They leverage their ownership and control to extract rents and increase their wealth, while the majority of the blacks are still poor.
And the adoption of the market-based reforms in post-apartheid South Africa did not make it any better.
It meant that the already skewed distribution of wealth in the country got worse.
Whites continued to reap the rewards of their previous privilege under the new economic system while the majority of blacks reeled in poverty.
That is why racial tensions would flare in KZN under the current wave of civil unrest.
Underlying differences between groups of people (whites, Indians, Afrikaners and Blacks) stemming from apartheid have never been resolved in the province.
As they protested last week, black South Africans chanted “Dubula Ibhunu!” (Shoot the Boer!), a South African struggle song.
A few days later, heavily armed whites, Afrikaners and Indians in Pietermaritzburg and Durban would hunt down black protestors in their communities and shoot at random.
Certainly there is trouble in the so-called ‘Rainbow Nation’.
It seems the Rainbow Nation is what its names says it is; A ‘rainbow’.
It is an optical illusion and its appearance depends on one’s position relative to where the sun is shining.
The idea of South Africa as the ‘rainbow nation’ was coined by Archbishop Desmond Tutu in the early days of democratic South Africa in 1994.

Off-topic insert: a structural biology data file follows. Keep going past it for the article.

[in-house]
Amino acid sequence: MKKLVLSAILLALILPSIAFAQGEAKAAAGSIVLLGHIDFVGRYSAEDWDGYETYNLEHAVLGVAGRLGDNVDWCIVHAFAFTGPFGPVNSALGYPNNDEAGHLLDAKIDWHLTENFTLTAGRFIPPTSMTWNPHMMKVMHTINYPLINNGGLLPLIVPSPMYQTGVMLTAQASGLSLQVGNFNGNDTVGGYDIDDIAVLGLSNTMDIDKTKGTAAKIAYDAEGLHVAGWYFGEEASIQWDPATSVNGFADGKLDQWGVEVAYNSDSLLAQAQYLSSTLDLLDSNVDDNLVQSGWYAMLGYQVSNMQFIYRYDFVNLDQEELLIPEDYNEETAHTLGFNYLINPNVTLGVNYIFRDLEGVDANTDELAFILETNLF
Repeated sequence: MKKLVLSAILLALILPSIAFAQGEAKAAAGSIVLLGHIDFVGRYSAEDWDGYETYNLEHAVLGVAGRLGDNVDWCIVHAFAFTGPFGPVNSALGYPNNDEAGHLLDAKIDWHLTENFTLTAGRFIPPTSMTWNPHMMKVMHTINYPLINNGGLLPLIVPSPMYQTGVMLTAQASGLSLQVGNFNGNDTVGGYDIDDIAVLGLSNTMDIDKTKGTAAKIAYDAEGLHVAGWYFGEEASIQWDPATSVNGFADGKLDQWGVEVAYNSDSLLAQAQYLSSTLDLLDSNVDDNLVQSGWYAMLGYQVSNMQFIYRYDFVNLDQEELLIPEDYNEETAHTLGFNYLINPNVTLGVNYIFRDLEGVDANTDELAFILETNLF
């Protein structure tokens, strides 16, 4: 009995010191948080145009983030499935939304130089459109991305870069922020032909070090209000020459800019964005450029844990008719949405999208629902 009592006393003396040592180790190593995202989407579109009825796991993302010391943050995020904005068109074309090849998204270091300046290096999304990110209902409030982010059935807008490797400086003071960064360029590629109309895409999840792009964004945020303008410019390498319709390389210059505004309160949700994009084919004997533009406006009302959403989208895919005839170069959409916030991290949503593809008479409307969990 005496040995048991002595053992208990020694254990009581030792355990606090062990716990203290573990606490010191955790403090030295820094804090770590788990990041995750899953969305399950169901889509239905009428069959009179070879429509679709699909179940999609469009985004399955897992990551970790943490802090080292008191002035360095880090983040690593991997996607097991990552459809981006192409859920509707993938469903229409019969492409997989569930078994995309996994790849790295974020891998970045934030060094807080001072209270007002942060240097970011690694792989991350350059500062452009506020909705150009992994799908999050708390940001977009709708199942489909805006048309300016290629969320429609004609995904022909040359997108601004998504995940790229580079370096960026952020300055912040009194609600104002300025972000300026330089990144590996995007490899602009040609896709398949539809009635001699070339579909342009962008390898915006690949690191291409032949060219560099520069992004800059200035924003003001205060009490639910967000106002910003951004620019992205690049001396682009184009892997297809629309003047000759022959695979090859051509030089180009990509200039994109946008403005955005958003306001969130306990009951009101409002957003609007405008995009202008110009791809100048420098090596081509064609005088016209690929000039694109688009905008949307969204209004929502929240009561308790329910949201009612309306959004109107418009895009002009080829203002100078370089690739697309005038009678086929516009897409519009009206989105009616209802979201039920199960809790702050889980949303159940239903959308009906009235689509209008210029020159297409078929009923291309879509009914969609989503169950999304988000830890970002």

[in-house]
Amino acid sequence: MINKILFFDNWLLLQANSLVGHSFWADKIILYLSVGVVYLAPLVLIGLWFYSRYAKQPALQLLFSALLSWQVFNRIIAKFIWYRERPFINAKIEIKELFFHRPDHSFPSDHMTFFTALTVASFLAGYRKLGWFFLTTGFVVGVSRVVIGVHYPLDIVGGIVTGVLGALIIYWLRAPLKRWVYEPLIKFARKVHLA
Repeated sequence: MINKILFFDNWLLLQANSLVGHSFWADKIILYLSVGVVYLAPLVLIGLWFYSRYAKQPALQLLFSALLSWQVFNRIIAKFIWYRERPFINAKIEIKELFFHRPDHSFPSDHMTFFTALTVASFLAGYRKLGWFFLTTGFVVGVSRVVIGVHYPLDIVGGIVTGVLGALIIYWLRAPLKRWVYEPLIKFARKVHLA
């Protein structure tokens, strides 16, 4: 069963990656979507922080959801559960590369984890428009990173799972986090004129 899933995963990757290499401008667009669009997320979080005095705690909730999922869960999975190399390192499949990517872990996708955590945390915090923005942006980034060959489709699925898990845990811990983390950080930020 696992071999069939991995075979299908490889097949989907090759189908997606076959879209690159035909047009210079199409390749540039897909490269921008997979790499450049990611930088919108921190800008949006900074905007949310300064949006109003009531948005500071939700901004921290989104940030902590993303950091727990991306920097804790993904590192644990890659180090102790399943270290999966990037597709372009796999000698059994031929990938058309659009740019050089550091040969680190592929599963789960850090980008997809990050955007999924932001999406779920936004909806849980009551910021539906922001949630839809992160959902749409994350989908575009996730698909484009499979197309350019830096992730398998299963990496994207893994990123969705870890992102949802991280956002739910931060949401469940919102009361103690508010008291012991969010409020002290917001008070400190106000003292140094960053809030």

And today, it is clear that this inspirational construct has become a pipe dream for South Africans.
It is clear that what has been done since 1994 was to remove the visible ‘Whites Only’ signs, but the barriers are still there- evidenced by how the majority of black people are still limited to the below standard services that came with apartheid.
The dismissive attitude of ‘get over it’ and ‘it’s been 27 years, move on’ not only downplays the impact of apartheid today, but also glosses over the scars left behind by its policies and effects of its social engineering.
While the late former President Nelson Mandela’s forgiving spirit and approach was noble, that is not where it was meant to stop.
Neither was the Truth and Reconciliation Commission process overseen by Archbishop Emeritus Desmond Tutu.
The South African Government needs to do more to address the widening inequality, rampant unemployment and deliver on the promises of development for all and not just a few.
It needs to address the country’s skewed economic ownership patterns.
It is time to confront the truth.
South Africa should stop paying lip service to economic transformation and implement transformation instruments and legislation such as the Broad-Based Black Economic Empowerment (B-BBEE) Act.
South African leadership cannot ignore the truth that for as long as the legacies of apartheid and colonialism are treated with kid gloves, the country will continue to foment anger and resentment.
It is time for the majority black South Africans to own and control the economy.
This is a truth that is swept under rugs, because the South African leadership appears not to want to both hear and accept it.
However, until this truth is confronted, people will continue to be shocked and appalled by manifestations of racial inequalities that lurk below the surface of this precious ‘Azania’.
Patience Rusare is a Rotary Peace Fellow at Makerere University and an Institute for Economics and Peace Ambassador.